Dradis Pro is sponsoring BSides London 2014

Dradis Professional is sponsoring the next edition of the B-Sides London security conference:

http://www.securitybsides.org.uk/

B-Sides London 2014 will be held at the Kensington and Chelsea Town Hall on April 28, 2014 in London, UK.

We’ve put together a page for the event and are raffling a Dradis Pro license, read more at:

http://securityroots.com/dradispro/events/bsideslondon2014.html

Are you planing to attend or want to get in touch? Contact us or ping us on Twitter: @dradispro

New in Dradis Pro v1.10

Today we’re happy to announce a new release of Dradis Professional Edition: Dradis Pro v1.10.

March 2014 has been a great month: first we took part in Corelan Team’s 5th Anniversary party then we attended the first edition of the Rooted Warfare event and now we have a fresh release ready for you (yes, yes, technically we’re not in March any more, but it’s close enough!).

It’s been only 3 months since our last release, but this one is full of action:

  • A more useful Project Summary view (see below).
  • Tag issues and group them by tag.
  • New Project Template manager.
  • Performance improvements to several plugins (Nmap, Word, etc.)
  • Improvements to the management console (see below).
  • Several improvements on the UTF-8 and i18n front.
  • And of course bug fixes, lots of bug fixes
    (#43, #44, #64, #65, #72, #75, #77, #78, #85,… full list)

Lets get a closer look of some of the most significant enhancements…

Interface improvements

This is what the new Project Summary page looks like:

A screenshot showing the new Project Summary view. Includes an issue chart and a methodology progress meter

All in all, the new Project Summary gives you a nice big picture overview of what is going on with the project. This is great for team leaders and technical directors wanting to keep an eye on the projects across the board. And if the client asks for an update, you’ll have all the information you need in a single screen. Nice and easy.

Lets delve into the key components of this new summary view.

Finding tagging

First of all, it is now possible to group and tag your findings. You can define your own categories and colors or you can use the default ones, up to you.

In terms of doing the real assigning, a nice drag-and-drop interface makes it a very straightforward and intuitive process:

A screenshot showing the interface that allows you to drag issues and drop them into the right category

Track methodology progress

Testing methodology support was introduced some time ago. However in this release we’re making it a lot easier to keep track of how much progress you and your team have made.

A screenshot showing the new graph that keeps track of your progress in the methodologies of the project.

You can of course create your own testing methodologies. But remember that to help you get started there are quite a few already available in the Resources section of our Users Portal:

https://portal.securityroots.com/resources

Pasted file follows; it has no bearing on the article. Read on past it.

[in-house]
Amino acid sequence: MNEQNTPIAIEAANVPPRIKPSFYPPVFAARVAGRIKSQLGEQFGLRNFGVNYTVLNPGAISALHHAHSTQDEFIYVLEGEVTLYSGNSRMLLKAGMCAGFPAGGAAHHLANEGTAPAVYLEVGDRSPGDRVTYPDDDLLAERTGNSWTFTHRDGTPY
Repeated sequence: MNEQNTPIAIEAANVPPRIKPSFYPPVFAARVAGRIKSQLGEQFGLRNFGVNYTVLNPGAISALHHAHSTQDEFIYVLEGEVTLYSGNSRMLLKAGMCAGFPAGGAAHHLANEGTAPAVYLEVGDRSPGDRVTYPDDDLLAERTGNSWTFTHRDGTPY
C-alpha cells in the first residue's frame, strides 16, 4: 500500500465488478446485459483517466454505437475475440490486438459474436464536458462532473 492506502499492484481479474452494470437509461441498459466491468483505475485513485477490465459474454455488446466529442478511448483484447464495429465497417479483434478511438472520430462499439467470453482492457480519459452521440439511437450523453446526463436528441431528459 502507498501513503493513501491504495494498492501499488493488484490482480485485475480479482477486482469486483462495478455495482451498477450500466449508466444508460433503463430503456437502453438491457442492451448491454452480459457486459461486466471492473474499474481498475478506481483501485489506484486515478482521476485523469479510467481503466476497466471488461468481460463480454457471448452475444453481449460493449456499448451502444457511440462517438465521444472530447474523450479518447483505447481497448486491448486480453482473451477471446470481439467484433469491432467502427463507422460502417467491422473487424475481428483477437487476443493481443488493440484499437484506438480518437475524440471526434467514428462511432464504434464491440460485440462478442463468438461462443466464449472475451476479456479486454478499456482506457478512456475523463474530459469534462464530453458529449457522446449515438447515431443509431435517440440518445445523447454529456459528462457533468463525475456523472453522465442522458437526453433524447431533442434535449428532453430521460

Management console improvements

We’ve some good news on the Dradis CIC as well.

There are a few services ticking along in the background to make sure you have a great Dradis Pro experience. Every once in a while however, you may want to restart some of this services (e.g. you developed a new custom plugin, you made a change to your MySQL config, etc.). Before you had to roll up your sleeves and prepare for some good old console goodness. Not any more! From now on, it is possible to check the status of the different services and restart them from the web interface itself:

A screenshot of Dradis' Admin Console showing an interface that lets you re-start the different services the app depends on.

How to upgrade to Dradis Pro v1.10

Just head over to the release page and follow the instructions:

https://portal.securityroots.com/releases/1.10.0

Still not a Dradis user?

These are some of the benefits you will get:

Read more about Dradis Pro’s time-saving features.

Happy 5th Birthday to Corelan Team from Dradis Pro

Corelan Teams's logo
&
Dradis Professional Edition logo
 

Today is the 5th anniversary of the amazing Corelan Team. Through their blog, their articles, their tools and their forums they have contributed like very few other communities to spread and enhance the knowledge of the security community at large.

We’ve prepared a few anniversary presents for the team and their community. To find out more, please head on over to the official blog post at:

Keep up the good work guys, everyone is looking forward to what the next 5 years will bring!

Protecting your Rails application with fail2ban

This article describes how to connect Rails to fail2ban to detect simple attacks that cause exceptions in your application.

The less sophisticated attacks

One of the characteristics of the more naive attacks are that they are usually started with a bulk scan of your server. This less sophisticated attackers don’t even bother fine-tuning their scanners either which results in lots of weird requests hitting your Rails app (e.g. for .aspx or .jsp pages). One of the very first things you do when putting an app out there is to have some sort of exception notification plugin that reports application-level error to either a central console or via email.